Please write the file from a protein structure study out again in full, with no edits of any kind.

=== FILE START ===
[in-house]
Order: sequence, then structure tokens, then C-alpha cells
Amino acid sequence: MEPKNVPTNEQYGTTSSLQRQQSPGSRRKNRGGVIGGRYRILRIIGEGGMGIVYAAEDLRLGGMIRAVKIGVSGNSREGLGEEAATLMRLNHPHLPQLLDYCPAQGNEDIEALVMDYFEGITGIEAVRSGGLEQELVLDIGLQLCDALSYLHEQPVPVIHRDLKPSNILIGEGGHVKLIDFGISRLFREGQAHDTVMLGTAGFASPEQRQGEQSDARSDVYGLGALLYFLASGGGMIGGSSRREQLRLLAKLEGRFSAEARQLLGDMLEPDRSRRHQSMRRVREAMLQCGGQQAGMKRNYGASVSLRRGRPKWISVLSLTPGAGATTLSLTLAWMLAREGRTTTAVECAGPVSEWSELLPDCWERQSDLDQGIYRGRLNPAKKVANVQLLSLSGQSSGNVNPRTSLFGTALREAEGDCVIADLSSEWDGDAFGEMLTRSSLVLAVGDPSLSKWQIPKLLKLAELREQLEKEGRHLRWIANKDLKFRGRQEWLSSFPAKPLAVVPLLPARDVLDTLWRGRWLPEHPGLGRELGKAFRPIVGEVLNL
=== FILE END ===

[in-house]
Order: sequence, then structure tokens, then C-alpha cells
Amino acid sequence: MEPKNVPTNEQYGTTSSLQRQQSPGSRRKNRGGVIGGRYRILRIIGEGGMGIVYAAEDLRLGGMIRAVKIGVSGNSREGLGEEAATLMRLNHPHLPQLLDYCPAQGNEDIEALVMDYFEGITGIEAVRSGGLEQELVLDIGLQLCDALSYLHEQPVPVIHRDLKPSNILIGEGGHVKLIDFGISRLFREGQAHDTVMLGTAGFASPEQRQGEQSDARSDVYGLGALLYFLASGGGMIGGSSRREQLRLLAKLEGRFSAEARQLLGDMLEPDRSRRHQSMRRVREAMLQCGGQQAGMKRNYGASVSLRRGRPKWISVLSLTPGAGATTLSLTLAWMLAREGRTTTAVECAGPVSEWSELLPDCWERQSDLDQGIYRGRLNPAKKVANVQLLSLSGQSSGNVNPRTSLFGTALREAEGDCVIADLSSEWDGDAFGEMLTRSSLVLAVGDPSLSKWQIPKLLKLAELREQLEKEGRHLRWIANKDLKFRGRQEWLSSFPAKPLAVVPLLPARDVLDTLWRGRWLPEHPGLGRELGKAFRPIVGEVLNL